That's the only conclusion one can draw from the recent uproar of the Freedom From Religion Foundation over the U.S. Postal Service's commemorative stamp featuring 1979 Nobel Prize winner Mother Teresa.
"There's this knee jerk response that everything she did was humanitarian," griped FFRF spokeswoman Annie Laurie Gaylor, according to a Jan. 28 Fox News article. "And I think many people would differ that what she doing was to promote religion, and what she wanted to do was baptize people before they die, and that doesn't have a secular purpose for a stamp." She also asserted that this is part of the Roman Catholic "PR machine" to "make [Mother Teresa] a saint."
Just to clarify: the Church does not consider a commemorative stamp issued by the U.S. Postal Service a necessary step to sainthood.
An action alert sent last week by FFRF urged atheists to "Protest [the] Mother Teresa Stamp." Despite the insistence of Postal Service spokesman Roy Betts that "Mother Teresa is not being honored because of her religion, she's being honored for her work with the poor and her acts of humanitarian relief," FFRF claimed the Citizens Stamp Advisory Committee, which decides who will be commemorated on U.S. Postal stamps, violated its own regulations by choosing Mother Teresa to appear on a stamp in 2010.
FFRF complained in particular that the choice of Mother Teresa violated the committee's sixth regulation, which states "Stamps or stationery items shall not be issued to honor fraternal, political, sectarian, or service/charitable organizations." The organization argued it "should have been a stumbling block" because "the organization she ran and was inextricably identified with, Missionaries of Charity, was both sectarian (Roman Catholic) and a service/charitable organization."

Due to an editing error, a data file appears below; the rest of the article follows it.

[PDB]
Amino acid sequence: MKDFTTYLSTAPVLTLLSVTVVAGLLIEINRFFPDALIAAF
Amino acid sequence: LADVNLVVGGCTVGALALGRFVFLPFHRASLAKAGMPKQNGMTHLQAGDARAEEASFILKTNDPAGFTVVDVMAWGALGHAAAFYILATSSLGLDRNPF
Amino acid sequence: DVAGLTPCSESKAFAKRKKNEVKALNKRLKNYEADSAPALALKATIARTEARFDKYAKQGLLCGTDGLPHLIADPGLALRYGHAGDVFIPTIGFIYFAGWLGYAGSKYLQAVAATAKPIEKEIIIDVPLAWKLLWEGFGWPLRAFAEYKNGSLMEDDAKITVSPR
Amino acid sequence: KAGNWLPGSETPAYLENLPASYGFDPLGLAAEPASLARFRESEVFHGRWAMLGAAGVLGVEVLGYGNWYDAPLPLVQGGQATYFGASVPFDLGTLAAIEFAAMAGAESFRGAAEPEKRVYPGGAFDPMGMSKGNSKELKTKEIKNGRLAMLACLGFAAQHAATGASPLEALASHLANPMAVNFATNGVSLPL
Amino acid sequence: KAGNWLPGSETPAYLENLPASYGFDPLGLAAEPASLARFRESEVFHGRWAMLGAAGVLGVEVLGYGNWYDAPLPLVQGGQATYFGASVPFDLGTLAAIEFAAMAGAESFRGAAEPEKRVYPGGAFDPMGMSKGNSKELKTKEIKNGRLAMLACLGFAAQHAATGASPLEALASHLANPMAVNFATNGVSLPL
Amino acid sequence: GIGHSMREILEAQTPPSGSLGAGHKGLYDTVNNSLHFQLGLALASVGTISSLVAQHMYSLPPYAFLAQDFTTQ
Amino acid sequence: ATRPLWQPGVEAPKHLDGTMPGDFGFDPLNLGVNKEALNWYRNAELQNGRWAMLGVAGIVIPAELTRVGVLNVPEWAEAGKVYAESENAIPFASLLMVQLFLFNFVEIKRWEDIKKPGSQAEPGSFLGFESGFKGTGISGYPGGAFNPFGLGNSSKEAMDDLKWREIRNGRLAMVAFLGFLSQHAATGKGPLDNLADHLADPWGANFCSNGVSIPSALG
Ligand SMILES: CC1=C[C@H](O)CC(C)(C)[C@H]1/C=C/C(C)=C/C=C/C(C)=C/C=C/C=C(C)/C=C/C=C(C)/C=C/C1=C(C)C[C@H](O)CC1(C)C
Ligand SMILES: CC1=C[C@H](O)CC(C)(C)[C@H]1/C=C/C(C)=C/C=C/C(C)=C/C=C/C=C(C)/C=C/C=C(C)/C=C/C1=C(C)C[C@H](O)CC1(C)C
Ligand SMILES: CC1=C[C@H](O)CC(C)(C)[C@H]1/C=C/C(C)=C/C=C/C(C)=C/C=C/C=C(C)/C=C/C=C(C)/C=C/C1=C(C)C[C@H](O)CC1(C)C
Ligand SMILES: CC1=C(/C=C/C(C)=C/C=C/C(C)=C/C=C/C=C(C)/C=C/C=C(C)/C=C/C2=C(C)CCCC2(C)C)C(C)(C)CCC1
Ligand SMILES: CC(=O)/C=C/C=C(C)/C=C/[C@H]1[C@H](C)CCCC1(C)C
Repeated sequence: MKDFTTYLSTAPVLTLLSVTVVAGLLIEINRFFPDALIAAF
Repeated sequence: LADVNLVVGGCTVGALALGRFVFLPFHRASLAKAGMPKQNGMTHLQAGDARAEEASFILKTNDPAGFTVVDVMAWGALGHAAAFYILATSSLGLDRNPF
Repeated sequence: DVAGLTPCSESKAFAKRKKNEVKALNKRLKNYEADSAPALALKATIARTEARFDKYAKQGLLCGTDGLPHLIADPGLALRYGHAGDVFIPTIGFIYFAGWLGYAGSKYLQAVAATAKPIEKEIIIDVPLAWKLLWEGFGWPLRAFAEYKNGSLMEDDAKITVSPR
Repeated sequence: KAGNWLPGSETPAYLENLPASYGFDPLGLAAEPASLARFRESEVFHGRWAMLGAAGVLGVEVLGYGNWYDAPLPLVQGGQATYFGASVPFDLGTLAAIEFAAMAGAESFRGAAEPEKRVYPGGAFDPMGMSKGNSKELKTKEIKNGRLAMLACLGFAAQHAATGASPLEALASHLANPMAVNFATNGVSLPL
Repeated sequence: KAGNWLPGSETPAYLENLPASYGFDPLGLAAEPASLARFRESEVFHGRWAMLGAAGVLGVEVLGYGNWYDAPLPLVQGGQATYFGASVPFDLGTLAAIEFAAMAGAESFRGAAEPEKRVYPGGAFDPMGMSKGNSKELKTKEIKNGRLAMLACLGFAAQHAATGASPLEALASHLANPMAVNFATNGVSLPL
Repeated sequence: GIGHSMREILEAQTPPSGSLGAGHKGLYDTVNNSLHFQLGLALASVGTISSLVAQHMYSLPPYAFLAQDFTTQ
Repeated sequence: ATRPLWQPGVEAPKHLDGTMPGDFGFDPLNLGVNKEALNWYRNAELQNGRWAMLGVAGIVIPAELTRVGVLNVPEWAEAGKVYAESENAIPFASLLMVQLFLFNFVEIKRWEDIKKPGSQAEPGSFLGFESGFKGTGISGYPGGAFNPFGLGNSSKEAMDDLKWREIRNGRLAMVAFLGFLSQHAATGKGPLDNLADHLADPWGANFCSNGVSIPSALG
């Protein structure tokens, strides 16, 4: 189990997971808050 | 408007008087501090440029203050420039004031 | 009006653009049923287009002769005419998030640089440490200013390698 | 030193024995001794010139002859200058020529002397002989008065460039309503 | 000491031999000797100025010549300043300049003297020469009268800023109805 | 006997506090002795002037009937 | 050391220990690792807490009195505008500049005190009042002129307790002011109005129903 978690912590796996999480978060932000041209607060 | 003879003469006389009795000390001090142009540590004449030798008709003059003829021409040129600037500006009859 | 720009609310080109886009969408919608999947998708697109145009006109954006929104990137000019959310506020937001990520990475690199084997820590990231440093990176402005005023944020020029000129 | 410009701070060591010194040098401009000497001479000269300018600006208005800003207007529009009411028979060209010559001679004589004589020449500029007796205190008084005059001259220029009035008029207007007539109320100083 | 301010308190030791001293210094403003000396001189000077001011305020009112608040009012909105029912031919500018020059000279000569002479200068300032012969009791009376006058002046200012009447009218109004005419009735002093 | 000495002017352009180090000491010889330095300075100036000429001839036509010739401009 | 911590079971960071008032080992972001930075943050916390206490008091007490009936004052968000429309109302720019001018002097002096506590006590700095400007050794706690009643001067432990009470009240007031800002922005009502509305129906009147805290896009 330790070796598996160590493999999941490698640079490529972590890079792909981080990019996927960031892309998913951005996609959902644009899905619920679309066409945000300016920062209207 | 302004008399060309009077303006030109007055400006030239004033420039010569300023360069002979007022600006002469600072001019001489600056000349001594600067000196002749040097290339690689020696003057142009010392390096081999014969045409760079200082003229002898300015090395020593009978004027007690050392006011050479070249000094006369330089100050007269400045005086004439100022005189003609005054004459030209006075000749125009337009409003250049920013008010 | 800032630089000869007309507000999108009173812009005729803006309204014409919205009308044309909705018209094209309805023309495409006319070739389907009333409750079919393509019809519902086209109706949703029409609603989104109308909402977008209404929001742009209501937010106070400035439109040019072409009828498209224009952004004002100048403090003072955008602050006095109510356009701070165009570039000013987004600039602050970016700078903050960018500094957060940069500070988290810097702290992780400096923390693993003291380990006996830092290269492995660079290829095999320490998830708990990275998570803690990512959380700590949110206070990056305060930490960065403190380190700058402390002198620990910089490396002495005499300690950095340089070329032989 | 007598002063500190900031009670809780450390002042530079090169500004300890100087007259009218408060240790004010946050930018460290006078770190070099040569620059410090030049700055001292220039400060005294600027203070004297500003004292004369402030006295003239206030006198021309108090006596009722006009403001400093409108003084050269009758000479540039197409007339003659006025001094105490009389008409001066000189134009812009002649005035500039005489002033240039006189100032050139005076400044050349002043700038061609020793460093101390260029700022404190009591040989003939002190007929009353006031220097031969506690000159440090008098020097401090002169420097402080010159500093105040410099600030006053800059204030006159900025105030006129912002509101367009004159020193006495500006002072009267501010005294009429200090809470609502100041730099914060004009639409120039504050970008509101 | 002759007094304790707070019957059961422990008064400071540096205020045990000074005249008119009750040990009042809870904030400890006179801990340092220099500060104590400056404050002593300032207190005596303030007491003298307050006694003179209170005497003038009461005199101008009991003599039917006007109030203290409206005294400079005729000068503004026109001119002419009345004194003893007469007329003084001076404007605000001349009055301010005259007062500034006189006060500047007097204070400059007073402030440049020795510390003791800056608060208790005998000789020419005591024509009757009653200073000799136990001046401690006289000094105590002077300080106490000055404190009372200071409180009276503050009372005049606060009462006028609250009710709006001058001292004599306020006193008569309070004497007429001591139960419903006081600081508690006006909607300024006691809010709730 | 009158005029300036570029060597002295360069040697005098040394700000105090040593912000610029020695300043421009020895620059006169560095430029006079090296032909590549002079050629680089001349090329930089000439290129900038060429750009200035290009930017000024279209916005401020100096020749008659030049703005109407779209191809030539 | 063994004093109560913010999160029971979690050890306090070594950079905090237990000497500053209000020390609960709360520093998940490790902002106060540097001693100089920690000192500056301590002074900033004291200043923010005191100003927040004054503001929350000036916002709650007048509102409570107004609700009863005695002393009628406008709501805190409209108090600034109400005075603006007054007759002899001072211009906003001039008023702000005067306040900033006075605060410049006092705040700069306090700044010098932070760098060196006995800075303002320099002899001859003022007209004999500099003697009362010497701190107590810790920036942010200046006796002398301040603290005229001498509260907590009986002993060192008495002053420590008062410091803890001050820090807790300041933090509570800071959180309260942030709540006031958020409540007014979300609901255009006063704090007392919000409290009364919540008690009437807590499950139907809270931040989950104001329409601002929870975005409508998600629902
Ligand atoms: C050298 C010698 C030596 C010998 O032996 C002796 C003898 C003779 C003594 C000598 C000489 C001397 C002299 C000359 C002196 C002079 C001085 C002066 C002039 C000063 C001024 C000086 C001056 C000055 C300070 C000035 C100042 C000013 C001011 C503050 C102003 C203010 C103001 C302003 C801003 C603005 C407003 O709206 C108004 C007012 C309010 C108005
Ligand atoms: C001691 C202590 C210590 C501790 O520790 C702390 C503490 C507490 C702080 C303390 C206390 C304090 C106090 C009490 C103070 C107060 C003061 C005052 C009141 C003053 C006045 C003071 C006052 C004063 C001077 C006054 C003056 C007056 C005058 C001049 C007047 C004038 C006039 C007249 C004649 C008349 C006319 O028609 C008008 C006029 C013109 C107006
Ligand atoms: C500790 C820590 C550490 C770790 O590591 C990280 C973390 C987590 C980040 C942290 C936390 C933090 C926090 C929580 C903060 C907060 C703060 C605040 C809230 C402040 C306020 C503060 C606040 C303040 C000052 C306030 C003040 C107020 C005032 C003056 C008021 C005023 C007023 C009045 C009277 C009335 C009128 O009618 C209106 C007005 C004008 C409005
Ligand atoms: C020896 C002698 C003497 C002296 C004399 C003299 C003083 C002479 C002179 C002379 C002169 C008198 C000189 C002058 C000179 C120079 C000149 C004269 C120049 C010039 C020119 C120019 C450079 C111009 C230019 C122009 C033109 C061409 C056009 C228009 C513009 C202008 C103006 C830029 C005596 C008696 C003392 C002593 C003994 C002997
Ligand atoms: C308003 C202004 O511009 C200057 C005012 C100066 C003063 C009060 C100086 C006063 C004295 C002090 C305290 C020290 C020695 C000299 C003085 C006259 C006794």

Yet this is not the first time the Postal Service has honored a person affiliated with a particular organization. In 2003, the Advisory Committee approved a stamp bearing the likeness of Cesar Chavez, the Mexican-American labor leader who co-founded the United Farm Workers. Malcolm X, closely affiliated with the Nation of Islam, was honored with a stamp in 1999.
FFRF grumbled that the Advisory Committee also violated the ninth regulation, "Stamps or stationery items shall not be issued to honor religious institutions or individuals whose principal achievements are associated with religious undertakings or beliefs," in honoring Mother Teresa, but this is not the first time people known for their religious roles have been commemorated either.
St. Francis of Assisi, a Catholic saint, received a stamp in 1982. Gandhi, the Indian leader known for his Hindu beliefs, was honored by the Postal Service in 1961. Father Flannagan, the Roman Catholic priest who founded the Boys Town orphanage was honored in 1986. And both Jesus and His mother Mary have been featured on stamps over the years. Civil rights leader Rev. Martin Luther King, Jr. also received a stamp in his honor.
According to Fox News, "Gaylor said the atheist group opposed Father Flanagan's stamp but not those for King and Malcolm X, because she said they were known for their civil rights activities, not for their religion."
"He's not called Father Malcolm X like Mother Teresa," Gaylor elaborated. "I mean, even her name is a Roman Catholic honorific."
Gaylor also voiced her opposition to Fox News about the "anti-abortion rant" Mother Teresa inserted into her Nobel Prize acceptance speech in 1979. Her organization's alert labeled it a "gratuitous tirade against abortion" and called the speech itself a "disturbing, befogged religious rant" in which she "blamed moral decay on abortion and minimized the suffering of starving children by comparison."